When we left, Assini was still there, still shaking hands.

Three autographs in fist, our simple venture turned complex. We were on a mission. Donald Trump was in town. A friend dropped us off at the airplane hanger six hours early, in the freezing cold. But it paid off. There was a guy who positioned himself directly in front of Trump’s podium, and we stood right next to him. Behind us were some 10,000 people.

I wasn’t “one of them.” This was a tough one for me. I’m very anti-Trump. However, if he is to be my president, it is not only my right to find out what he’s all about, but my obligation.

No, I don’t like Trump.

But at the end, he walked the rope line. Slowly. Methodically. Calmly. He stayed in one spot until he’d taken each person’s item to sign. No worries about him flying past my son’s outstretched arm.Donald Trump Autographing at Rochester Rally

While it didn’t change my opinion of Trump, it certainly softened it. It was difficult to admit to myself that after all my serious concerns about Trump’s platform, something so seemingly insignificant could matter so much.

Maybe it was that Trump understood the value of marketing himself in such a way. Maybe it was strictly vanity. Maybe he genuinely likes connecting with individuals. Whatever the case – it worked. He shook hands and signed autographs, and it mattered.

Bernie Sanders MCC Iceplex April 12 2016 (1)aReed was 4-for-4 and Bernie Sanders was rallying. I pulled him out of school because some of the best lessons are learned outside the classroom. We got up at 5:19 a.m. We waited in a long line of traffic, then a longer line of pedestrians. It was so cold we brought mylar blankets. After two hours, my body was shutting down, my teeth chattering so hard, I was afraid I would bite off my tongue.

Once we got through the metal detectors, we managed to get right up to the rope line. This meant we were pretty much assured an autograph.

Bernie was the candidate I knew the least about, so I was paying close attention to each word. I liked a lot of what he said. I thought I might vote for him in the primary. I could finally have a candidate to back, though some of what he said was too extreme for me.

He finished to cheers and applause and music, and Reed readied his duct-taped Bernie rally ticket and indelible marker for an autograph.

Bernie flew down the steps of the podium – straight out the door. He did not walk the rope line. He went for the exit. Bernie couldn’t get past the throngs of people on his way out who were reaching out to him, so he grabbed a few hands as he whirred past. One guy held out a sign and marker, and a security guy snatched it as Bernie blew by.Bernie Sanders Rushing out of Rochester Rally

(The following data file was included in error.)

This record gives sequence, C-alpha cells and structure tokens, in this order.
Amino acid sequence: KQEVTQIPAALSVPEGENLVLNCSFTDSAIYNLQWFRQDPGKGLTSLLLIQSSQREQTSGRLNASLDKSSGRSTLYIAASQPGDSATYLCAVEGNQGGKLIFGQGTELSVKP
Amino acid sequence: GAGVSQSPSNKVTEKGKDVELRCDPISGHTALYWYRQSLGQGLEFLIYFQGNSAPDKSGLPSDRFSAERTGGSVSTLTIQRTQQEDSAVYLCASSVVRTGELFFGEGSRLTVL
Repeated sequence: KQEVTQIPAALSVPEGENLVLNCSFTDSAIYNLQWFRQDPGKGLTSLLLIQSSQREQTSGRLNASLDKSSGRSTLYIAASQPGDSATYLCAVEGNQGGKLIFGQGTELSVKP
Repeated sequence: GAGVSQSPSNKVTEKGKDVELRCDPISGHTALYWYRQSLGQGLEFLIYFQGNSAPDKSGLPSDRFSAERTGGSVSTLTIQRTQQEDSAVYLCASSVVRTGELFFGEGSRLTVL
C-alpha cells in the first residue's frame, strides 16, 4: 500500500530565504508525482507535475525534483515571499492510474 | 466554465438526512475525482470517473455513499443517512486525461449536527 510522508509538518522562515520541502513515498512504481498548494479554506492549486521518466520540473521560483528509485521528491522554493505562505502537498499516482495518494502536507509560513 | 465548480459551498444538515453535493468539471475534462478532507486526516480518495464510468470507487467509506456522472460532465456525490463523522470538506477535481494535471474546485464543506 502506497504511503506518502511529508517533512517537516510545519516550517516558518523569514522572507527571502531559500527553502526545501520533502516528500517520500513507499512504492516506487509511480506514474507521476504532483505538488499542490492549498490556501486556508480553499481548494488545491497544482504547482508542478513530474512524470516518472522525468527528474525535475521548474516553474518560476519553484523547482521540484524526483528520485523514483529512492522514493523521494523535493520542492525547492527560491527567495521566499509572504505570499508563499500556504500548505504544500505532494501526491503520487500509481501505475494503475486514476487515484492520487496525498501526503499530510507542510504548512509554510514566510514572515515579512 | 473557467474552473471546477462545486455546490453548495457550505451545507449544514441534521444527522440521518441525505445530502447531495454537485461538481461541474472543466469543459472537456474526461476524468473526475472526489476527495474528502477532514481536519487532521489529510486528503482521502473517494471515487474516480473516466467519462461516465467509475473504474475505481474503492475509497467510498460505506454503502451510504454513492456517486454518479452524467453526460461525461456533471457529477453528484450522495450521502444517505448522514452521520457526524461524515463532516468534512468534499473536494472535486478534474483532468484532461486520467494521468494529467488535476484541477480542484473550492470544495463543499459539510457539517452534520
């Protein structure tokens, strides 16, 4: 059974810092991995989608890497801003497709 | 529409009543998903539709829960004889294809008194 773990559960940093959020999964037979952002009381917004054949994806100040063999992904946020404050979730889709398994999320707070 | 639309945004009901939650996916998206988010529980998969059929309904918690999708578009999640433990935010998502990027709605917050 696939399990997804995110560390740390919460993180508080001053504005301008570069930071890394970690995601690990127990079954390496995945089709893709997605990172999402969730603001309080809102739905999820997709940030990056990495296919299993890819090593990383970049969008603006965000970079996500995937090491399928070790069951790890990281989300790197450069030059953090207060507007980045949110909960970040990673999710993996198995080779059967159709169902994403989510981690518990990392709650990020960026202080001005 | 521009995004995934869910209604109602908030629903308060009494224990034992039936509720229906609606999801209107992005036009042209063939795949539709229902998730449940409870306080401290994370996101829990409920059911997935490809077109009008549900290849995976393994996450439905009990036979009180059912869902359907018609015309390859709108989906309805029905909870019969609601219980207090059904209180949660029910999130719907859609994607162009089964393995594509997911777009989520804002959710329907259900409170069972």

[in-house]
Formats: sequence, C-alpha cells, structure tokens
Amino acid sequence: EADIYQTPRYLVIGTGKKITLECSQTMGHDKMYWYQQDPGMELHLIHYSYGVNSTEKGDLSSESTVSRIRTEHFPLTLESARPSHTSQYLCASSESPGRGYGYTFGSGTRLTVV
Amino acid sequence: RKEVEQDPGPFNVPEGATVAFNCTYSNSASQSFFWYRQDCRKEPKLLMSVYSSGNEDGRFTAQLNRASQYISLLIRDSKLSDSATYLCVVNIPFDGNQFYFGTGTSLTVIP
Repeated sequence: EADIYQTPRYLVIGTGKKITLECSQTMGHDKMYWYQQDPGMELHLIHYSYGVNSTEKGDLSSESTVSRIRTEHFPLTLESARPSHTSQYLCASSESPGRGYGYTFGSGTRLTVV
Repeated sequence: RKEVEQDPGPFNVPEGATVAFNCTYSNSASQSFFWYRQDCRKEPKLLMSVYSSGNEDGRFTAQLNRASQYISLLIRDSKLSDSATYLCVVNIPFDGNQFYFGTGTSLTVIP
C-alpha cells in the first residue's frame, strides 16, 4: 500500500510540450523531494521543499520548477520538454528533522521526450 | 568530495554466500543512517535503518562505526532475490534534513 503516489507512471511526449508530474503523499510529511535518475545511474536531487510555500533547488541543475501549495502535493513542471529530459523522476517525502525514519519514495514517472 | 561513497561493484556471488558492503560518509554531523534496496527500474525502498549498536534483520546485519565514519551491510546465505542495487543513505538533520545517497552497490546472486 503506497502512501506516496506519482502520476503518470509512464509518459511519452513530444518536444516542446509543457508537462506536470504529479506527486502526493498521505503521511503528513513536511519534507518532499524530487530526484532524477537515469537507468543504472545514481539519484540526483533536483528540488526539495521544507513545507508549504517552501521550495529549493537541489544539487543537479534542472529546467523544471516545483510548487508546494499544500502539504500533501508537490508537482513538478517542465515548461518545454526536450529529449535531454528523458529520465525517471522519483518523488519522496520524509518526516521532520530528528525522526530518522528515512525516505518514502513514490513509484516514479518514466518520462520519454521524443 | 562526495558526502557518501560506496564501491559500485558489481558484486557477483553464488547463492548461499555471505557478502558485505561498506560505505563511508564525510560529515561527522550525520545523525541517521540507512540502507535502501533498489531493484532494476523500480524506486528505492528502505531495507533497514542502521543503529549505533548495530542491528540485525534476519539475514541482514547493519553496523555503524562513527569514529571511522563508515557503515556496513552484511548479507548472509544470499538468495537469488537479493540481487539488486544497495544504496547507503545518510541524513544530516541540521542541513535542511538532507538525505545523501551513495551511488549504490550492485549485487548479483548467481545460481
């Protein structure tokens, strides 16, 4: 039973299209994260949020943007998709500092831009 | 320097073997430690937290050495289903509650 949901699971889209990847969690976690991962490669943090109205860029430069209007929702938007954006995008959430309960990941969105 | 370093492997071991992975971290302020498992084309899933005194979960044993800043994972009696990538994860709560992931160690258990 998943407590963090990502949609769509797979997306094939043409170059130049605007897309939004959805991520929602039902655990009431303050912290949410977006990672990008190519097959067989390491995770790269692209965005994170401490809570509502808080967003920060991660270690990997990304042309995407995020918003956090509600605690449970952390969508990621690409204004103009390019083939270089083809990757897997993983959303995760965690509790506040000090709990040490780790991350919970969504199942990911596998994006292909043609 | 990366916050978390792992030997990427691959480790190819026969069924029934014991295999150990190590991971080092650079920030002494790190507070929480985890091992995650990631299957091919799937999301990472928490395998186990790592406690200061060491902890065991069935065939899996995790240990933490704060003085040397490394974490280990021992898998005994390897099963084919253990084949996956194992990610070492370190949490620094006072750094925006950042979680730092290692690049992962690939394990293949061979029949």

From the rope line, the masses screamed Bernie’s name, trying to get him to come for a handshake. An autograph.

He maybe had to use the bathroom, I reasoned. He had to rush to another rally? He’s old and was too exhausted? But if he those were correct, then he’s not fit to be president. He’s too unskilled with time management to be president.

Is he too out of touch with people to be president?

His message rang “inclusion.” Yet, he’d excluded all the people who stood for hours in the cold, making themselves sick and hurting just for a chance to shake hands. His actions seemed incongruous with his message.

Did we not matter?

Reed Ashline at Ted Cruz Rally

We missed one autograph, but went to the Ted Cruz rally anyway. In line, we again saw Mark Assini. He came over and chatted, and told us he’d shaken so many hands at the Trump rally his hand was sore. I gave him credit – lots – for walking the lines and meeting with people.

Cruz was criticized for the brevity of his speech. But like Trump, he took an inordinate amount of time connecting one-on-one with prospective voters, posing for photos and signing. He patiently signed his name for my son.Ted Cruz Rochester Rally

In the days leading up to the primary, I tried to erase my personal feelings about Bernie not walking the rope line. But in the end, it mattered. I could go into detail about this candidate or that, and I’d like to get into specifics about platforms and agendas and criticisms and rumors. But then I’d be denying the importance of a handshake. For whatever reason – it mattered.

And because Bernie could not give me his time, I could not give him mine.

NY Primary Election Day

Facebooktwittergoogle_pluslinkedinrssyoutube
Facebooktwittergoogle_plusredditpinterestlinkedinmail